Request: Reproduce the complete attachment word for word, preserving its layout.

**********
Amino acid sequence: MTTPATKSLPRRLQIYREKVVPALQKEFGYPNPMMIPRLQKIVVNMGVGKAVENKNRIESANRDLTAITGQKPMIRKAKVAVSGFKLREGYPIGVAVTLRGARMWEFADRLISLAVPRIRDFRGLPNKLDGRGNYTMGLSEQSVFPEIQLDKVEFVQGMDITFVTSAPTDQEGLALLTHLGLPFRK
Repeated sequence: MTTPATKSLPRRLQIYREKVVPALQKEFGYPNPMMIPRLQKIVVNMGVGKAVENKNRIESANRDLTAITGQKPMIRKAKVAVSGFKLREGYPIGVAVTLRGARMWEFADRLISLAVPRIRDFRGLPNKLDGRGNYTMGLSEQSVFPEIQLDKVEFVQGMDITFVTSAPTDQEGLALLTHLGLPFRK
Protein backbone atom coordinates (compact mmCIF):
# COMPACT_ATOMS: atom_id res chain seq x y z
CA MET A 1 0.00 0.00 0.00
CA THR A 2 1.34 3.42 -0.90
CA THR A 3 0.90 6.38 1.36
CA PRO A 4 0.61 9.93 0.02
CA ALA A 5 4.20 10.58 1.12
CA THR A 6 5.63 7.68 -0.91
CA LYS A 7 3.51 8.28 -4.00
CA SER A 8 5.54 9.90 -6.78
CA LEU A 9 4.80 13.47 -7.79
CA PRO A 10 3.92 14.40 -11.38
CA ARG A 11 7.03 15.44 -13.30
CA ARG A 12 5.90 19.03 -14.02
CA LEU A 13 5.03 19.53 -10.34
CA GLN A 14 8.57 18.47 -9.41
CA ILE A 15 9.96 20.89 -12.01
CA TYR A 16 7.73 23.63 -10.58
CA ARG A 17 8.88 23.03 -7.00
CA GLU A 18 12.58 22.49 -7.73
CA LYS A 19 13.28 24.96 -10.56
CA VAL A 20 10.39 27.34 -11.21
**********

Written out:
Amino acid sequence: MTTPATKSLPRRLQIYREKVVPALQKEFGYPNPMMIPRLQKIVVNMGVGKAVENKNRIESANRDLTAITGQKPMIRKAKVAVSGFKLREGYPIGVAVTLRGARMWEFADRLISLAVPRIRDFRGLPNKLDGRGNYTMGLSEQSVFPEIQLDKVEFVQGMDITFVTSAPTDQEGLALLTHLGLPFRK
Repeated sequence: MTTPATKSLPRRLQIYREKVVPALQKEFGYPNPMMIPRLQKIVVNMGVGKAVENKNRIESANRDLTAITGQKPMIRKAKVAVSGFKLREGYPIGVAVTLRGARMWEFADRLISLAVPRIRDFRGLPNKLDGRGNYTMGLSEQSVFPEIQLDKVEFVQGMDITFVTSAPTDQEGLALLTHLGLPFRK
Protein backbone atom coordinates (compact mmCIF):
# COMPACT_ATOMS: atom_id res chain seq x y z
CA MET A 1 0.00 0.00 0.00
CA THR A 2 1.34 3.42 -0.90
CA THR A 3 0.90 6.38 1.36
CA PRO A 4 0.61 9.93 0.02
CA ALA A 5 4.20 10.58 1.12
CA THR A 6 5.63 7.68 -0.91
CA LYS A 7 3.51 8.28 -4.00
CA SER A 8 5.54 9.90 -6.78
CA LEU A 9 4.80 13.47 -7.79
CA PRO A 10 3.92 14.40 -11.38
CA ARG A 11 7.03 15.44 -13.30
CA ARG A 12 5.90 19.03 -14.02
CA LEU A 13 5.03 19.53 -10.34
CA GLN A 14 8.57 18.47 -9.41
CA ILE A 15 9.96 20.89 -12.01
CA TYR A 16 7.73 23.63 -10.58
CA ARG A 17 8.88 23.03 -7.00
CA GLU A 18 12.58 22.49 -7.73
CA LYS A 19 13.28 24.96 -10.56
CA VAL A 20 10.39 27.34 -11.21